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October 08, 2014
2014 Nobel Prize in Chemistry: Breaking the Barrier
The 2014 Nobel Prize in Chemistry goes to Stefan W. Hell (Max Planck Institute for Biophysical Chemistry and German Cancer Research Center, Germany), W. E. Moerner (Stanford University, USA ), and Eric Betzig (Janelia Research Campus, Howard Hughes Medical Institute, USA) "for the development of super-resolved fluorescence microscopy”. With the help of fluorescent molecules, the three scientists were able to overcome the so-called diffraction barrier –a presumed limitation stipulating that an optical microscope could never yield a resolution better than 200 nanometers. This diffraction barrier, proposed by the physicist Ernst Abbe in 1873, was considered unbreakable and had not been questioned for more than a century. Hell, Moerner and Betzig found brilliant ways to bypass this limitation. Their groundbreaking work has brought optical microscopy into the nanodimension.
"The most important issue about the development of optical nanoscopy was that it showed that a physical limit that over years was thought to impede the applicability of far-field optical microscopy –one of the most important tools for live-cell investigations– can be overcome," says Professor Christian Eggeling (University of Oxford, UK), who has worked closely with Stefan Hell during the past years and is co-author of several of his highly cited publications. "This was based on the insight by Stefan Hell in the 1990s that nearby sample molecules are no longer discerned just by the phenomenon of focusing light, but by prompting them to briefly assume at least two different states (e.g. an on and an off state)."
Based on this principle, Hell developed a method called stimulated emission depletion (STED) microscopy, in which two laser beams are utilized; one stimulates fluorescent molecules to glow while the other one cancels out all the fluorescence except for that in a nanometer-sized volume. Scanning over the sample, nanometer for nanometer, yields an image with a resolution better than Abbe's stipulated limit. "I realized that silencing a fluorophore by stimulated emission or keeping it in a metastable dark state would be very powerful for separating fluorophores at sub-diffraction length scales," Hell told ChemPhysChem recently.
W. E. Moerner and Eric Betzig, working separately, laid the foundation for another method: single-molecule microscopy. This technique relies on the possibility to turn the fluorescence of individual molecules on and off. The same area is imaged repeatedly, but only a few molecules are allowed to glow each time. The images are then superimposed, yielding a dense super-image resolved at the nanolevel.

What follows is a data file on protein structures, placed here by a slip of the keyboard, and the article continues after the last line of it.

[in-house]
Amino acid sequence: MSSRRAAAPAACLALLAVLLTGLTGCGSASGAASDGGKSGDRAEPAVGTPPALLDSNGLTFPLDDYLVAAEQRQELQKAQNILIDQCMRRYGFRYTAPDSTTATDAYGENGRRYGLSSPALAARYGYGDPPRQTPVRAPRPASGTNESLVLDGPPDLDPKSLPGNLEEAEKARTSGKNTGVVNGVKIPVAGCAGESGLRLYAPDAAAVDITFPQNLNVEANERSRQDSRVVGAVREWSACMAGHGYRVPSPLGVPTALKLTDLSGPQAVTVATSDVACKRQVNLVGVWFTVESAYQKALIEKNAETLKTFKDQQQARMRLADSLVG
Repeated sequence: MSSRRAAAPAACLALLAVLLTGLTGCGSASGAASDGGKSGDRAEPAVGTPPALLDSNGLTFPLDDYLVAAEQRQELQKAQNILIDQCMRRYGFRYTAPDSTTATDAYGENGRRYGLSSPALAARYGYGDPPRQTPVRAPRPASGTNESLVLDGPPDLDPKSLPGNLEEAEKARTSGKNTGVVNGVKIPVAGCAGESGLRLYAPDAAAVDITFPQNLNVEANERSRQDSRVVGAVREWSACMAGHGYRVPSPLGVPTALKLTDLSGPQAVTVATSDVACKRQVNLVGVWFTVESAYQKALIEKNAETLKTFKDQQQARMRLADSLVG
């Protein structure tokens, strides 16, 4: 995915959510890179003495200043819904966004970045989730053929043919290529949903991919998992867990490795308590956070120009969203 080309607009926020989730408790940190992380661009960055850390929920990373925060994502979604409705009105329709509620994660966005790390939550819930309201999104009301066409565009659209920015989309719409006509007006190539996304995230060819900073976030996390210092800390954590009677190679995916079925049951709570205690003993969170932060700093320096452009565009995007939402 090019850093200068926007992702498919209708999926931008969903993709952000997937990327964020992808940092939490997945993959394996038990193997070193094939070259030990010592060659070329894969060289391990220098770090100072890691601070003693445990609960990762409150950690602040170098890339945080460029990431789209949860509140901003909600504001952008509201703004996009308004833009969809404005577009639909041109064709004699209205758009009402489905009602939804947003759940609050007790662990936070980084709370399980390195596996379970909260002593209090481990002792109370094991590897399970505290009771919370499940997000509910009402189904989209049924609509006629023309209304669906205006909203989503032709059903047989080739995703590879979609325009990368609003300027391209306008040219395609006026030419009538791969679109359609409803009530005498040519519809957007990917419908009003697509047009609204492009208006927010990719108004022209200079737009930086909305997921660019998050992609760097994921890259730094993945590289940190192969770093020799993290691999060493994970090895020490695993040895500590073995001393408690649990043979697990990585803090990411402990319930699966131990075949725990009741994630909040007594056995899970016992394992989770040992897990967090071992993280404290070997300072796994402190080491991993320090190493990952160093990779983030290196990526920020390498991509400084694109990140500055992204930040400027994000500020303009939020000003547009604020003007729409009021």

"These three researchers have laid the foundations for the field of nanoscopy or super-resolution microscopy," says Suliana Manley, Professor of Physics at the Ecole Polytechnique Federale de Lausanne, EPFL, in Switzerland. "Moerner was the first to image single molecules in ambient conditions, a remarkable feat at the time; Hell performed the seminal development of STED, and was incredibly persistent, continuously improving the method and keeping the field alive with his breakthroughs; and Betzig made brilliant connections to go from spectral separation of emitters in near-field microscopy to temporal separation of fluorophores in far-field photoactivated localization microscopy (PALM)." Manley explains that the different methods, STED, PALM and structured illumination microscopy (SIM), compete in a very positive way. "All three have pushed to enable multicolor, live, 3D imaging, and historically the breakthroughs have come in bursts," she says.
"One of the challenges in biological imaging is that the sizes of cellular structures are inherently mismatched with the diffraction limit of light," says Dr. James Fitzpatrick (Salk Institute of Biological Studies, USA), a well-known researcher in the field of super-resolution imaging. "Take for example macromolecular structures such as nuclear pore complexes, the gates that control the flow of molecules between the nucleus and the rest of the cell. Their true size is on the order of 100 nm, yet distinguishing them from other cellular components can be challenging because they appear larger in traditional fluorescence images as a result of optical diffraction. Super-resolution imaging, using either localization or point-spread function engineering approaches overcome these limitations by allowing the visualization of such structures at higher fidelity than was previously thought possible."
Christian Eggeling agrees that super-resolution imaging techniques are crucial to biological research. "Tools such as STED nanoscopy have been implemented on turn-key instrumentation and have found widespread inset into open facilities of biological institutes, where the applications involve all biological and biomedical areas such as neurobiology, immunology, cancer research or plasma membrane organization and thus functionality of cellular receptors," he says. But there's still a lot of work to do, says James Fitzpatrick: "Pushing the envelope in terms of spatial resolution has been an incredible leap forward, allowing us to access and visualize the world within our cells at length scales previously unattainable. But continued research is required to couple these advances with the ability to visualize changes over shorter and shorter periods of time. Greater temporal resolution will be critical to understanding how structural changes resulting from disease, injury or aging compromise the function of living biological systems," he adds.
Image: Nobel Medal (© ® The Nobel Foundation. Photo: Lovisa Engblom). Further information at www.nobelprize.org.
This article was also published on the news site of ChemPhysChem.
Read more in Chemistry Views.
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